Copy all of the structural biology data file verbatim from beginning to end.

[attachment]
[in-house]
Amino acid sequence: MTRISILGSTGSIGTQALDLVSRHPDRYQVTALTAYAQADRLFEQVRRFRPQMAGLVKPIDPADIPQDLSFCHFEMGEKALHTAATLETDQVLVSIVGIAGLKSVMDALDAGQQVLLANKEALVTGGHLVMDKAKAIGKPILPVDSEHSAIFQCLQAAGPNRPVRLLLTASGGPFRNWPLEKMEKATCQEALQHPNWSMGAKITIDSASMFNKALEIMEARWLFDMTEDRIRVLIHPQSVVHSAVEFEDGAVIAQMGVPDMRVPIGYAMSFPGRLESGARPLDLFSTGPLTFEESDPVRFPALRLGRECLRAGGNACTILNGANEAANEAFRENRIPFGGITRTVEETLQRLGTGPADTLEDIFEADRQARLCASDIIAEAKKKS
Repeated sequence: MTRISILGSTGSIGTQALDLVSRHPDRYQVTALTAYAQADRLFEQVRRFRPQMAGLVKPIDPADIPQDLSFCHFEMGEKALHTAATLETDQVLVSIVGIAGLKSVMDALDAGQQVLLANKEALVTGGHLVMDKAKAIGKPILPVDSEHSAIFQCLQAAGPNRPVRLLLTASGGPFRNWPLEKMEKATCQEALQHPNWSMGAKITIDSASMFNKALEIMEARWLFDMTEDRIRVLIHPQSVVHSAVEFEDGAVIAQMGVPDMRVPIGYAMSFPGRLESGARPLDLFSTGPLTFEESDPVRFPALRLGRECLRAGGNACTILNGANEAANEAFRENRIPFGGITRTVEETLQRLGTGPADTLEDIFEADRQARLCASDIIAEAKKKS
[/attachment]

[in-house]
Amino acid sequence: MTRISILGSTGSIGTQALDLVSRHPDRYQVTALTAYAQADRLFEQVRRFRPQMAGLVKPIDPADIPQDLSFCHFEMGEKALHTAATLETDQVLVSIVGIAGLKSVMDALDAGQQVLLANKEALVTGGHLVMDKAKAIGKPILPVDSEHSAIFQCLQAAGPNRPVRLLLTASGGPFRNWPLEKMEKATCQEALQHPNWSMGAKITIDSASMFNKALEIMEARWLFDMTEDRIRVLIHPQSVVHSAVEFEDGAVIAQMGVPDMRVPIGYAMSFPGRLESGARPLDLFSTGPLTFEESDPVRFPALRLGRECLRAGGNACTILNGANEAANEAFRENRIPFGGITRTVEETLQRLGTGPADTLEDIFEADRQARLCASDIIAEAKKKS
Repeated sequence: MTRISILGSTGSIGTQALDLVSRHPDRYQVTALTAYAQADRLFEQVRRFRPQMAGLVKPIDPADIPQDLSFCHFEMGEKALHTAATLETDQVLVSIVGIAGLKSVMDALDAGQQVLLANKEALVTGGHLVMDKAKAIGKPILPVDSEHSAIFQCLQAAGPNRPVRLLLTASGGPFRNWPLEKMEKATCQEALQHPNWSMGAKITIDSASMFNKALEIMEARWLFDMTEDRIRVLIHPQSVVHSAVEFEDGAVIAQMGVPDMRVPIGYAMSFPGRLESGARPLDLFSTGPLTFEESDPVRFPALRLGRECLRAGGNACTILNGANEAANEAFRENRIPFGGITRTVEETLQRLGTGPADTLEDIFEADRQARLCASDIIAEAKKKS